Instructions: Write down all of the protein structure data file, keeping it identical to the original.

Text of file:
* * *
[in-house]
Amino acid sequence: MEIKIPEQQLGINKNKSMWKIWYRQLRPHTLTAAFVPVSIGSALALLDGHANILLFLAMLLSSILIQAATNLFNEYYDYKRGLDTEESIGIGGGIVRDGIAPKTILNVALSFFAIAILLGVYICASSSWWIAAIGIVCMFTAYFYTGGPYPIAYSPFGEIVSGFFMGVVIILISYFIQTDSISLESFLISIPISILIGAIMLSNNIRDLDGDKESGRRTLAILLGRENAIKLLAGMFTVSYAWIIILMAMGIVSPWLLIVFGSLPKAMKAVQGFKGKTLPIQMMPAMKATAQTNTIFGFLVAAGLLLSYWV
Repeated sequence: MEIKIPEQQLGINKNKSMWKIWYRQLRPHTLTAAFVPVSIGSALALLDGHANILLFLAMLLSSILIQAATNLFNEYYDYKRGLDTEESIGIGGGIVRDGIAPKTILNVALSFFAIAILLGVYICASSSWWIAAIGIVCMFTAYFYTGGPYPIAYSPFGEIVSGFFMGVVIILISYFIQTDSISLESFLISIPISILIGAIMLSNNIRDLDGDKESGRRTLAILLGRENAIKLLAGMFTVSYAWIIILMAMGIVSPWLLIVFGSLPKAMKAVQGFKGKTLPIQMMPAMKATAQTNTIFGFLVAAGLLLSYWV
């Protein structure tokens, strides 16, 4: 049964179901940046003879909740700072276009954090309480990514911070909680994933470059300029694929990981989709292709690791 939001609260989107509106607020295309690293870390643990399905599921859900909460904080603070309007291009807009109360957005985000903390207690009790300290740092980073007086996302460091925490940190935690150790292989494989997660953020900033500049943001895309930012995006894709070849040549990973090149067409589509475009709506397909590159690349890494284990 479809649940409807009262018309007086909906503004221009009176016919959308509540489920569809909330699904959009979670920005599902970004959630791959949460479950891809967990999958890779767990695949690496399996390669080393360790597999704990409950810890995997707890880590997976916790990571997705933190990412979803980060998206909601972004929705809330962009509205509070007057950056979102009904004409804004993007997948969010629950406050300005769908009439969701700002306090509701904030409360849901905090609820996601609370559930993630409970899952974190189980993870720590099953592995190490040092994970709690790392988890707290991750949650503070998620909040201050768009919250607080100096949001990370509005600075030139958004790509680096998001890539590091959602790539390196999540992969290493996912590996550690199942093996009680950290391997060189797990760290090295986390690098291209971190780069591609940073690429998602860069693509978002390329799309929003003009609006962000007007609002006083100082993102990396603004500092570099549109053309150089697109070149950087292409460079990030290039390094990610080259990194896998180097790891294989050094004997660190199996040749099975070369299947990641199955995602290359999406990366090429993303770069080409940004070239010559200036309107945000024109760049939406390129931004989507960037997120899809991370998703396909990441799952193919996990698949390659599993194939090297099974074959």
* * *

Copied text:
[in-house]
Amino acid sequence: MEIKIPEQQLGINKNKSMWKIWYRQLRPHTLTAAFVPVSIGSALALLDGHANILLFLAMLLSSILIQAATNLFNEYYDYKRGLDTEESIGIGGGIVRDGIAPKTILNVALSFFAIAILLGVYICASSSWWIAAIGIVCMFTAYFYTGGPYPIAYSPFGEIVSGFFMGVVIILISYFIQTDSISLESFLISIPISILIGAIMLSNNIRDLDGDKESGRRTLAILLGRENAIKLLAGMFTVSYAWIIILMAMGIVSPWLLIVFGSLPKAMKAVQGFKGKTLPIQMMPAMKATAQTNTIFGFLVAAGLLLSYWV
Repeated sequence: MEIKIPEQQLGINKNKSMWKIWYRQLRPHTLTAAFVPVSIGSALALLDGHANILLFLAMLLSSILIQAATNLFNEYYDYKRGLDTEESIGIGGGIVRDGIAPKTILNVALSFFAIAILLGVYICASSSWWIAAIGIVCMFTAYFYTGGPYPIAYSPFGEIVSGFFMGVVIILISYFIQTDSISLESFLISIPISILIGAIMLSNNIRDLDGDKESGRRTLAILLGRENAIKLLAGMFTVSYAWIIILMAMGIVSPWLLIVFGSLPKAMKAVQGFKGKTLPIQMMPAMKATAQTNTIFGFLVAAGLLLSYWV
């Protein structure tokens, strides 16, 4: 049964179901940046003879909740700072276009954090309480990514911070909680994933470059300029694929990981989709292709690791 939001609260989107509106607020295309690293870390643990399905599921859900909460904080603070309007291009807009109360957005985000903390207690009790300290740092980073007086996302460091925490940190935690150790292989494989997660953020900033500049943001895309930012995006894709070849040549990973090149067409589509475009709506397909590159690349890494284990 479809649940409807009262018309007086909906503004221009009176016919959308509540489920569809909330699904959009979670920005599902970004959630791959949460479950891809967990999958890779767990695949690496399996390669080393360790597999704990409950810890995997707890880590997976916790990571997705933190990412979803980060998206909601972004929705809330962009509205509070007057950056979102009904004409804004993007997948969010629950406050300005769908009439969701700002306090509701904030409360849901905090609820996601609370559930993630409970899952974190189980993870720590099953592995190490040092994970709690790392988890707290991750949650503070998620909040201050768009919250607080100096949001990370509005600075030139958004790509680096998001890539590091959602790539390196999540992969290493996912590996550690199942093996009680950290391997060189797990760290090295986390690098291209971190780069591609940073690429998602860069693509978002390329799309929003003009609006962000007007609002006083100082993102990396603004500092570099549109053309150089697109070149950087292409460079990030290039390094990610080259990194896998180097790891294989050094004997660190199996040749099975070369299947990641199955995602290359999406990366090429993303770069080409940004070239010559200036309107945000024109760049939406390129931004989507960037997120899809991370998703396909990441799952193919996990698949390659599993194939090297099974074959």